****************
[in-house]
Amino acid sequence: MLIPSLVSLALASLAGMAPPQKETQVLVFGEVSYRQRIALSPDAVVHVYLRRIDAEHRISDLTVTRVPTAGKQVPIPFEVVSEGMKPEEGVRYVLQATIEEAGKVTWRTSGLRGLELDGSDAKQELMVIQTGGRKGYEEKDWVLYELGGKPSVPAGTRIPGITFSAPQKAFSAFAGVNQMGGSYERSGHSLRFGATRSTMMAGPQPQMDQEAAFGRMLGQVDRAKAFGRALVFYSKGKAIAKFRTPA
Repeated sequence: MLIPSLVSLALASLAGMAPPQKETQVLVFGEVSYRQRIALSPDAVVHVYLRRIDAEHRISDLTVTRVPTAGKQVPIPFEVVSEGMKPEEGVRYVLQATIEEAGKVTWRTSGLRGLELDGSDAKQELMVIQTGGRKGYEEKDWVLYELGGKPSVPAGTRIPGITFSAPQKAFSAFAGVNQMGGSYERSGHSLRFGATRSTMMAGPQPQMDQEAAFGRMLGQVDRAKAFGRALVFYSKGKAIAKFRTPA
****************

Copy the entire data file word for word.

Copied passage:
[in-house]
Amino acid sequence: MLIPSLVSLALASLAGMAPPQKETQVLVFGEVSYRQRIALSPDAVVHVYLRRIDAEHRISDLTVTRVPTAGKQVPIPFEVVSEGMKPEEGVRYVLQATIEEAGKVTWRTSGLRGLELDGSDAKQELMVIQTGGRKGYEEKDWVLYELGGKPSVPAGTRIPGITFSAPQKAFSAFAGVNQMGGSYERSGHSLRFGATRSTMMAGPQPQMDQEAAFGRMLGQVDRAKAFGRALVFYSKGKAIAKFRTPA
Repeated sequence: MLIPSLVSLALASLAGMAPPQKETQVLVFGEVSYRQRIALSPDAVVHVYLRRIDAEHRISDLTVTRVPTAGKQVPIPFEVVSEGMKPEEGVRYVLQATIEEAGKVTWRTSGLRGLELDGSDAKQELMVIQTGGRKGYEEKDWVLYELGGKPSVPAGTRIPGITFSAPQKAFSAFAGVNQMGGSYERSGHSLRFGATRSTMMAGPQPQMDQEAAFGRMLGQVDRAKAFGRALVFYSKGKAIAKFRTPA